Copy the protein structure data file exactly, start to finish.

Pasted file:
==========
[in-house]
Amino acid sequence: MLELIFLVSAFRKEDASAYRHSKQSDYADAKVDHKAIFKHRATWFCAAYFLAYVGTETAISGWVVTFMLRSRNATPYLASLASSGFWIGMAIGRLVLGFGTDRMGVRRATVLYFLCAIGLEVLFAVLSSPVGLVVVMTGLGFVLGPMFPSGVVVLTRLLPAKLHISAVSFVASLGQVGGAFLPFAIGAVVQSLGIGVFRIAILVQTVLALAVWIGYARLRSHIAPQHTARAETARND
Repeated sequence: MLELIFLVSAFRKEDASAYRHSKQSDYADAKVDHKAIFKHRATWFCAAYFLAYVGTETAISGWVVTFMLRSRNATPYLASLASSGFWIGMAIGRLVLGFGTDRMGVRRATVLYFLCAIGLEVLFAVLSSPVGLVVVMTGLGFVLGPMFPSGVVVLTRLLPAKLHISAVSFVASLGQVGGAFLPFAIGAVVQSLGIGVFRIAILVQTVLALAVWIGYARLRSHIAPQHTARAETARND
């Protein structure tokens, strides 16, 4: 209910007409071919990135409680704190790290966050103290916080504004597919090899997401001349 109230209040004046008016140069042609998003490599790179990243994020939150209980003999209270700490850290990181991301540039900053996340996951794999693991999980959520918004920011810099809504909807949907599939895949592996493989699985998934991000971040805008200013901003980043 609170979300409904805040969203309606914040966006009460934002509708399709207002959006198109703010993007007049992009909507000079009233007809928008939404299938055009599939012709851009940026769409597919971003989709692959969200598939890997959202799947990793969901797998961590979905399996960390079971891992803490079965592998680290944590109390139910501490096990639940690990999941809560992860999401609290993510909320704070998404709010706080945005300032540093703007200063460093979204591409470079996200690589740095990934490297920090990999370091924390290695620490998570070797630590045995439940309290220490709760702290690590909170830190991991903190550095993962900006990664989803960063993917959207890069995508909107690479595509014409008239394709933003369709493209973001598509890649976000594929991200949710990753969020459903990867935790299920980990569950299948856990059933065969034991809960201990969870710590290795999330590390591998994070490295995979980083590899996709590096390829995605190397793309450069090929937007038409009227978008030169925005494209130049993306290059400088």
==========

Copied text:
[in-house]
Amino acid sequence: MLELIFLVSAFRKEDASAYRHSKQSDYADAKVDHKAIFKHRATWFCAAYFLAYVGTETAISGWVVTFMLRSRNATPYLASLASSGFWIGMAIGRLVLGFGTDRMGVRRATVLYFLCAIGLEVLFAVLSSPVGLVVVMTGLGFVLGPMFPSGVVVLTRLLPAKLHISAVSFVASLGQVGGAFLPFAIGAVVQSLGIGVFRIAILVQTVLALAVWIGYARLRSHIAPQHTARAETARND
Repeated sequence: MLELIFLVSAFRKEDASAYRHSKQSDYADAKVDHKAIFKHRATWFCAAYFLAYVGTETAISGWVVTFMLRSRNATPYLASLASSGFWIGMAIGRLVLGFGTDRMGVRRATVLYFLCAIGLEVLFAVLSSPVGLVVVMTGLGFVLGPMFPSGVVVLTRLLPAKLHISAVSFVASLGQVGGAFLPFAIGAVVQSLGIGVFRIAILVQTVLALAVWIGYARLRSHIAPQHTARAETARND
């Protein structure tokens, strides 16, 4: 209910007409071919990135409680704190790290966050103290916080504004597919090899997401001349 109230209040004046008016140069042609998003490599790179990243994020939150209980003999209270700490850290990181991301540039900053996340996951794999693991999980959520918004920011810099809504909807949907599939895949592996493989699985998934991000971040805008200013901003980043 609170979300409904805040969203309606914040966006009460934002509708399709207002959006198109703010993007007049992009909507000079009233007809928008939404299938055009599939012709851009940026769409597919971003989709692959969200598939890997959202799947990793969901797998961590979905399996960390079971891992803490079965592998680290944590109390139910501490096990639940690990999941809560992860999401609290993510909320704070998404709010706080945005300032540093703007200063460093979204591409470079996200690589740095990934490297920090990999370091924390290695620490998570070797630590045995439940309290220490709760702290690590909170830190991991903190550095993962900006990664989803960063993917959207890069995508909107690479595509014409008239394709933003369709493209973001598509890649976000594929991200949710990753969020459903990867935790299920980990569950299948856990059933065969034991809960201990969870710590290795999330590390591998994070490295995979980083590899996709590096390829995605190397793309450069090929937007038409009227978008030169925005494209130049993306290059400088």